Edmund Morris, who became in 1985 the choice of Michael Deaver and Nancy Reagan for a curious and unprecedented post, that of “in-house historian” at the White House, or official biographer to a sitting president, was born in 1940 in Nairobi, Kenya, the son of a pilot for East African Airways, a self-described “colonial boy” who grew up believing that books were written only in “another, superior hemisphere” and who after two years at Rhodes University in South Africa, opting for that “superior hemisphere,” dropped out without receiving a degree and worked, from 1964 until 1968, as an advertising copywriter in London. In 1968, he moved with his wife, Sylvia Jukes Morris, to New York, where, according to the 1989 Current Biography Yearbook, the entries in which are submitted to its subjects for approval before publication, he “applied his versatile writing skills to a variety of freelance projects…including poetry, travel ar-ticles, science fiction, radio scripts, screenplays, advertising copy, and mail-order catalogs.”
By what seems to be his own account, then, Morris’s previous career was that of a pen for hire, on the go, on the come, scrambling for the next assignment or check or byline, always on the lookout for an idea to sell and a way to maximize the research, amortize the plane ticket. The idea for a project about the young Theodore Roosevelt (“It occurred to me that this period in T.R.’s life would make an excellent screenplay,” Morris later wrote in the Wilson Quarterly, “comprising his cowboy years out West, his conquest of melancholy and ill health, and his discovery that he was destined for the presidency”) led first to the screenplay itself, which its author called Dude from New York, then to a New York Times piece about traveling the Dakota Badlands accompanied (in retrospect, interestingly) by Roosevelt’s ghost. The New York Times piece attracted the attention of a producer willing to option Dude from New York, and when the option was dropped the logical thrifty move (on the maximization principle) was to turn the material into a book.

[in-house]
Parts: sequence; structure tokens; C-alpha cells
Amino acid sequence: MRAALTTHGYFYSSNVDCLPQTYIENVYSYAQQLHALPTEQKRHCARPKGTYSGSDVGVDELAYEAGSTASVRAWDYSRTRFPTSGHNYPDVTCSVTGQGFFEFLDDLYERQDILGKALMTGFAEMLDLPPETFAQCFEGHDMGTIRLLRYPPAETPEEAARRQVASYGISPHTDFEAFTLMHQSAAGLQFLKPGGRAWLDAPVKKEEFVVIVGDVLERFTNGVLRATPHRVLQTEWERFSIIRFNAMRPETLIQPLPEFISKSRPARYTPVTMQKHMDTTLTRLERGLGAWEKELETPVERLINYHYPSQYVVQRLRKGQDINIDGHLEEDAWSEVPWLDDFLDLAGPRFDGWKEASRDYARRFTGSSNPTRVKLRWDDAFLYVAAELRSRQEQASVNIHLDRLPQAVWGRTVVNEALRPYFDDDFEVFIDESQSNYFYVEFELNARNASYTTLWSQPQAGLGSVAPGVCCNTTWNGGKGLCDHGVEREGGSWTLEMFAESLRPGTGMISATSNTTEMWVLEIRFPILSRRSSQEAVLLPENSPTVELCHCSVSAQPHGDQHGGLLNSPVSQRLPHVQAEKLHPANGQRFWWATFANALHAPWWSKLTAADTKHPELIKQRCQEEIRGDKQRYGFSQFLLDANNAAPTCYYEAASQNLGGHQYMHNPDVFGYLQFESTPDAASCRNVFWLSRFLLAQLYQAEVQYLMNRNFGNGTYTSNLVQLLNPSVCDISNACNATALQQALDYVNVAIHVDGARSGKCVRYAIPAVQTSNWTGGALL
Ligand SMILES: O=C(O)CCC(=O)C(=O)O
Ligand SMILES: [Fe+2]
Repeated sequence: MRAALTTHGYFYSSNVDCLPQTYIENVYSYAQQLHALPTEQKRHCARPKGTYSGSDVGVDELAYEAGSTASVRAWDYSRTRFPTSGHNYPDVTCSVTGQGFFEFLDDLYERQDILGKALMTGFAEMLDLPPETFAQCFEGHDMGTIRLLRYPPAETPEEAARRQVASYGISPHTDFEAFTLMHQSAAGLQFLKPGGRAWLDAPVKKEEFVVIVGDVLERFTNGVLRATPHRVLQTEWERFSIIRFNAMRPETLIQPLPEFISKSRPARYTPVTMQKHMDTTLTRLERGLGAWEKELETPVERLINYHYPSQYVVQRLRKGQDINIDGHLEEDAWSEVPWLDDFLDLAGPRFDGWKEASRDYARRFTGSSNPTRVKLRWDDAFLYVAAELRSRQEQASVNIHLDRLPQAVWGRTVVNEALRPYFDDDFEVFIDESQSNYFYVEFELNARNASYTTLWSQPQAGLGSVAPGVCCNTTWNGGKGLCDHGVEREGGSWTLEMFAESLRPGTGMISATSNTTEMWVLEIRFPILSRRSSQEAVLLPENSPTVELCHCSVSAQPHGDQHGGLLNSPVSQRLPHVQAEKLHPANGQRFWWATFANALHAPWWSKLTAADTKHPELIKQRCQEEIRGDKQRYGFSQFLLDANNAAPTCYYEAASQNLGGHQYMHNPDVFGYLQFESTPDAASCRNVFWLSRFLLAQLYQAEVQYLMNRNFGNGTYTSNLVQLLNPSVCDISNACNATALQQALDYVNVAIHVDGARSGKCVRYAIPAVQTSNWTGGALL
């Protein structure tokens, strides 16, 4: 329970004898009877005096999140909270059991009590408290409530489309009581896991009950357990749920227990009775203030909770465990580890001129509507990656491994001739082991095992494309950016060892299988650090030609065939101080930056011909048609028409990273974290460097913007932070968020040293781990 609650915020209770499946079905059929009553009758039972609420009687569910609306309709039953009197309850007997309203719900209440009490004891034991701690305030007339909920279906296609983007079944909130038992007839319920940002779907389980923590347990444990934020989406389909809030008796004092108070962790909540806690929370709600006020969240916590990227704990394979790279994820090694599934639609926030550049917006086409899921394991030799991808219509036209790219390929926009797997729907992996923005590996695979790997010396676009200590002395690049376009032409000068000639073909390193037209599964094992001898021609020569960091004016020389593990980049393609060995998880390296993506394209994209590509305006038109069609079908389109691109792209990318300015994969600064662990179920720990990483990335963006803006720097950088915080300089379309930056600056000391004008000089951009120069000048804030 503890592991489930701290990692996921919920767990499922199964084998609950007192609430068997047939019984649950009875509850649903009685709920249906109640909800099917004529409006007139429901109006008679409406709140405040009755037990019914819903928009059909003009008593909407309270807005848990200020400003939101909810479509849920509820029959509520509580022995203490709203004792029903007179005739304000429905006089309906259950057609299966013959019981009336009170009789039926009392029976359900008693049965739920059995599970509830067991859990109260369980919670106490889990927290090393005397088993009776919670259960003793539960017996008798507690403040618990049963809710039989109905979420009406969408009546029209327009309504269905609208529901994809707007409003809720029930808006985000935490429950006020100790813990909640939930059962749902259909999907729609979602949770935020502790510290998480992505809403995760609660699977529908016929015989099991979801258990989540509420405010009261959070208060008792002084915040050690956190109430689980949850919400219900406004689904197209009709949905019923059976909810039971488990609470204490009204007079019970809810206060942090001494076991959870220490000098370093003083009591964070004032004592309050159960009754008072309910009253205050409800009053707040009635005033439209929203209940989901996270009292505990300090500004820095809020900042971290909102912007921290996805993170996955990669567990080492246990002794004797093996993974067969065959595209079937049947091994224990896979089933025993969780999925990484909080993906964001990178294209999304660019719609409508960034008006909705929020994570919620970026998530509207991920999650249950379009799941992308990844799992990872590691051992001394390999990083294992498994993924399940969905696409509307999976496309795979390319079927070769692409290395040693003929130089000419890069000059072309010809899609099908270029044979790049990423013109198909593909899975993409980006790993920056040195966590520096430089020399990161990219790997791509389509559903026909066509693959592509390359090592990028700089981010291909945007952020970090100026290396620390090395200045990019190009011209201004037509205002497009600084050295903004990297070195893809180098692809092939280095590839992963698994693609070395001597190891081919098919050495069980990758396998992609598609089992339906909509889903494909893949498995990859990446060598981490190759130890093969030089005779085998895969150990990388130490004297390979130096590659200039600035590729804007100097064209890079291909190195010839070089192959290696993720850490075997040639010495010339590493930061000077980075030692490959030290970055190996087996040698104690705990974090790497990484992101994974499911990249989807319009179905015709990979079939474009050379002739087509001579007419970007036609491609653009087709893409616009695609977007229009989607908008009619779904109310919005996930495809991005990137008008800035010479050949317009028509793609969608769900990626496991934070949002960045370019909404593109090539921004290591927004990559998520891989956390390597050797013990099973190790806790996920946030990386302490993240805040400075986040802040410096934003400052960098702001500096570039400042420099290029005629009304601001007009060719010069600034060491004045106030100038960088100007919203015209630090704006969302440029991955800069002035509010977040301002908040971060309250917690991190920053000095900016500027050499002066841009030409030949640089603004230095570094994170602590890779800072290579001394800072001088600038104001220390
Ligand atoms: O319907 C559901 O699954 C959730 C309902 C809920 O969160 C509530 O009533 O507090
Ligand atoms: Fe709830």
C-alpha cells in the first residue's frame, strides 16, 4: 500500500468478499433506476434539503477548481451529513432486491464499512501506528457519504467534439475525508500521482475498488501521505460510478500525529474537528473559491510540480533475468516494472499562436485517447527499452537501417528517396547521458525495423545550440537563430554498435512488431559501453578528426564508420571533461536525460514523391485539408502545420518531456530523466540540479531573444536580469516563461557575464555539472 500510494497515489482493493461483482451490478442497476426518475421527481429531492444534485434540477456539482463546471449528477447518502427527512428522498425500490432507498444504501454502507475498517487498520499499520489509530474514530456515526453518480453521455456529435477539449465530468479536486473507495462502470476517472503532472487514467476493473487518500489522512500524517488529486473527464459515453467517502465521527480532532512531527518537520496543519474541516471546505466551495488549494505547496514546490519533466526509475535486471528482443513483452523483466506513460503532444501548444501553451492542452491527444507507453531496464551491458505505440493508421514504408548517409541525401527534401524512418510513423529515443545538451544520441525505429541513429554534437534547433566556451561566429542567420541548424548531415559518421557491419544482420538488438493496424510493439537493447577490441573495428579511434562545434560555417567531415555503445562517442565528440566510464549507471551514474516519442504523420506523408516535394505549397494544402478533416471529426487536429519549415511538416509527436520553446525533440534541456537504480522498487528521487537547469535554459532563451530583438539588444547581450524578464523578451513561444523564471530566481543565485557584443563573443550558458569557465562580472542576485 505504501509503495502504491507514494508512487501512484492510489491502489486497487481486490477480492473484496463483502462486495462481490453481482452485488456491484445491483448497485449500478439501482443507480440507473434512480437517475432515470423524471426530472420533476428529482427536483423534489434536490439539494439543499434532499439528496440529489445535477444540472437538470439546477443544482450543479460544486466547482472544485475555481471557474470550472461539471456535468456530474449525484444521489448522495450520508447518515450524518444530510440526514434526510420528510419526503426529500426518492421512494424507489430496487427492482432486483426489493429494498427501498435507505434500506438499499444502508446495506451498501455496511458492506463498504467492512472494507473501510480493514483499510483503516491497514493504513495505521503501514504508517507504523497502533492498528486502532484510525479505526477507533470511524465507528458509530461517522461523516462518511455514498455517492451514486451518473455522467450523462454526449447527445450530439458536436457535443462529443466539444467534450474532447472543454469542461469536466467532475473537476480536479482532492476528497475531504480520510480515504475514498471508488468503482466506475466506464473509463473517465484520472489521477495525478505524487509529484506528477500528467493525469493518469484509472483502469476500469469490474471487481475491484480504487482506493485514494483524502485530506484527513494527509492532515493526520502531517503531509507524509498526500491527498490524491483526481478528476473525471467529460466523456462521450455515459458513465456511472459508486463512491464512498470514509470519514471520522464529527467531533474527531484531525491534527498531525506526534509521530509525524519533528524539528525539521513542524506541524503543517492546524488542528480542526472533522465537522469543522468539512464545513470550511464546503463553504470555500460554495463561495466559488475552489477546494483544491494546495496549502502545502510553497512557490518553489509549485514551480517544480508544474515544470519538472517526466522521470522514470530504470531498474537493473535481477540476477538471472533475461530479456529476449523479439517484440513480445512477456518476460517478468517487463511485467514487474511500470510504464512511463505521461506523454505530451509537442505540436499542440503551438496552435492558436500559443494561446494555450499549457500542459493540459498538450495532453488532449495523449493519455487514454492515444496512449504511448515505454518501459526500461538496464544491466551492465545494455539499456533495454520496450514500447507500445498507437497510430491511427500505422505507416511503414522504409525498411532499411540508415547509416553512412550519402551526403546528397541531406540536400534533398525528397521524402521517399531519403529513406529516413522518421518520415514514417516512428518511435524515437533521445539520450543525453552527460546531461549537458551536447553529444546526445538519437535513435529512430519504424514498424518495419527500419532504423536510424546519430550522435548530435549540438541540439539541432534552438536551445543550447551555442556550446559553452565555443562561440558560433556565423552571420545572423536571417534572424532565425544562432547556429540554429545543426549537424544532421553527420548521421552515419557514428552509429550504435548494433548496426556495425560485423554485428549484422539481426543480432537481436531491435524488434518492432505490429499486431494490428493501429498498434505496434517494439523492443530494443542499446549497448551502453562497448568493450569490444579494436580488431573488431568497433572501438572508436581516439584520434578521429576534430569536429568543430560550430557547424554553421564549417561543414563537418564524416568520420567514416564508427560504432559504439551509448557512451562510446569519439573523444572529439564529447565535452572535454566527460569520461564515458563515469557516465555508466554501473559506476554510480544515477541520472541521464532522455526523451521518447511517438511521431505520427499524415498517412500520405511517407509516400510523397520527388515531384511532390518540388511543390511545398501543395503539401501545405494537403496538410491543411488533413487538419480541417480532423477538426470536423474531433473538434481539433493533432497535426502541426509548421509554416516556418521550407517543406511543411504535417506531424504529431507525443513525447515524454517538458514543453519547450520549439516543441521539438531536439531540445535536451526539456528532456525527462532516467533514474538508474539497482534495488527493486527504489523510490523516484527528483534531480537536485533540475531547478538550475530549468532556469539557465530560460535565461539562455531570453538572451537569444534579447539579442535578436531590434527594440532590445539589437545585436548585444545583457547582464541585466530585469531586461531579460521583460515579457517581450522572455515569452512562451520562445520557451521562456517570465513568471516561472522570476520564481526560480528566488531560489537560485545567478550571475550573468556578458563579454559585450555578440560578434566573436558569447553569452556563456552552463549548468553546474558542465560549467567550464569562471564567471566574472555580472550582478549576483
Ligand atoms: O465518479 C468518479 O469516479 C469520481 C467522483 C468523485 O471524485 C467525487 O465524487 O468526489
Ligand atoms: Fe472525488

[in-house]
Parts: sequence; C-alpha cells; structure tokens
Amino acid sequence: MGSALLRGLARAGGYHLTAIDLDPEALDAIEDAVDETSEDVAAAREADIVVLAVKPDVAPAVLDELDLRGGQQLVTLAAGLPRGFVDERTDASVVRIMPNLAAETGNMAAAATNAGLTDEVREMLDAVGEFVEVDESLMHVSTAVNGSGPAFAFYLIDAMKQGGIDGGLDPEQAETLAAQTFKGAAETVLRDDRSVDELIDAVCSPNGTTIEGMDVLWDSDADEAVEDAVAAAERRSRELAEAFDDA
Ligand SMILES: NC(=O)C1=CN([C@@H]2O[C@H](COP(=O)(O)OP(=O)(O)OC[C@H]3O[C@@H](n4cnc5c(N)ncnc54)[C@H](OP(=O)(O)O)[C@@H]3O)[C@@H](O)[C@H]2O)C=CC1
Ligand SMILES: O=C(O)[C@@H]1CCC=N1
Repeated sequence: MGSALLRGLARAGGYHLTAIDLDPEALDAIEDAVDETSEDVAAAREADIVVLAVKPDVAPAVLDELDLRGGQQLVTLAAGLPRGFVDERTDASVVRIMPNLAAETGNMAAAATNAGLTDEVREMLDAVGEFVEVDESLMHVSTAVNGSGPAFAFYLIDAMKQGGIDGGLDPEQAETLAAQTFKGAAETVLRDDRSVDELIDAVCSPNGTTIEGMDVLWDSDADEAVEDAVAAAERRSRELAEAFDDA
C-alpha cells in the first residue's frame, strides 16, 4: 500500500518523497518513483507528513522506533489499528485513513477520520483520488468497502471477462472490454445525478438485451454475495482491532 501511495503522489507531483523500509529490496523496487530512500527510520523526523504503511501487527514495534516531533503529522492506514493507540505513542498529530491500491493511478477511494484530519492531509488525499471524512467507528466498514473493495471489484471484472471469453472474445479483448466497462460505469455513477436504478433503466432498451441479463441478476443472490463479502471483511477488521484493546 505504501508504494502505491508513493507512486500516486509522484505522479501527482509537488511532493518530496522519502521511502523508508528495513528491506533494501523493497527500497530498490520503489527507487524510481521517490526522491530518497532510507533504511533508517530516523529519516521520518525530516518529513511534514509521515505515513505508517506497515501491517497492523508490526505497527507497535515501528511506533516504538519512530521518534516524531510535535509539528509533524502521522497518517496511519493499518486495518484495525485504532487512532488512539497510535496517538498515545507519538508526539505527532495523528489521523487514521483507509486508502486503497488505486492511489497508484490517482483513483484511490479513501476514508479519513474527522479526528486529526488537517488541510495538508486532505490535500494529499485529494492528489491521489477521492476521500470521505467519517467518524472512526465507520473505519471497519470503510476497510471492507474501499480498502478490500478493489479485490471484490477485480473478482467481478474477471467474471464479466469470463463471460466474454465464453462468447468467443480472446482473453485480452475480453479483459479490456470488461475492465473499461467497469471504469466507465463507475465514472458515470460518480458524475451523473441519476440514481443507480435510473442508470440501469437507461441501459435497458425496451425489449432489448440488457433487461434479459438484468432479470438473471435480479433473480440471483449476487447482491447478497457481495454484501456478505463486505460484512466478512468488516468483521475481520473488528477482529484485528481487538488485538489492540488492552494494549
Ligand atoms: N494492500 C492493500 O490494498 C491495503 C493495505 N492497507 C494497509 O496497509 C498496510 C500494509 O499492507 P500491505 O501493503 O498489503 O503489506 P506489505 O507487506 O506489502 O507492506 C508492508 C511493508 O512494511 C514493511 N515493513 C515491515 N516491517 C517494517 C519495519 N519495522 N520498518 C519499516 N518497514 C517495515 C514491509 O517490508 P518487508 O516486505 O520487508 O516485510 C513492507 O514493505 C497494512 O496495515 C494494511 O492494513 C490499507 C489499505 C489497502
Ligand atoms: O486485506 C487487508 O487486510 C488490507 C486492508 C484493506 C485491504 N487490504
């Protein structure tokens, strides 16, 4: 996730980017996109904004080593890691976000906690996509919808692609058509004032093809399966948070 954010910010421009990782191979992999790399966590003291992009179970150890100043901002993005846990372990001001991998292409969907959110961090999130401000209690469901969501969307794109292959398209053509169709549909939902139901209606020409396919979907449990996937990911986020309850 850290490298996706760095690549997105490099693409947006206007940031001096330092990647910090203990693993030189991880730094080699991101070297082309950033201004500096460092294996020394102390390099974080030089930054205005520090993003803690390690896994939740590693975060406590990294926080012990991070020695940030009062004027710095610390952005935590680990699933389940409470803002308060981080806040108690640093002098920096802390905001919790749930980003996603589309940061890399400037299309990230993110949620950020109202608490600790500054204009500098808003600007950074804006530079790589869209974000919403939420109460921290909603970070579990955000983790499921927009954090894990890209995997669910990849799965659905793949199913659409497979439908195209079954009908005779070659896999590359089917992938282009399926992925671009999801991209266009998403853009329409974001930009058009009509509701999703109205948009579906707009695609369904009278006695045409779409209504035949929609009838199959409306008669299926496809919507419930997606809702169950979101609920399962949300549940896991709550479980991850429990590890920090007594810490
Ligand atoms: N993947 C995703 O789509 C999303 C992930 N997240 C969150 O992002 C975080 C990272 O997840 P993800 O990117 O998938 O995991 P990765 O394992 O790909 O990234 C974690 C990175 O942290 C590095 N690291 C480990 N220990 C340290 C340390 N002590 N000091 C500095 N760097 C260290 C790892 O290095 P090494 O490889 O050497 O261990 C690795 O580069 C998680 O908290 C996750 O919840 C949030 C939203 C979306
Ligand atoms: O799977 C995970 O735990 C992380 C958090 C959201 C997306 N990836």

In 1979, the year he was naturalized as an American citizen, Morris duly published The Rise of Theodore Roosevelt, a reassuringly ahistorical example of popular, or “personality,” biography that in 1980 (this was the year that Sylvia Jukes Morris, in another instance of maximizing the material, published Edith Kermit Roosevelt, her own biography of Roosevelt’s second wife) received both the American Book Award and the Pulitzer Prize in biography. His entry in Who’s Who of Pulitzer Prize Winners lists, as “Selected Works,” a Time essay on Theodore Roosevelt, a Time essay on Ronald Reagan, a piece in National Geographic Traveler titled “Romance of Cornwall,” and a New Yorker “Reporter at Large” on the Reagan library at Simi Valley, in which he reported noticing Patricia Nixon’s “ravaged face” during the dedication ceremony and thinking, rather alarmingly, “Woodward and Bernstein should be here to check out their handiwork.”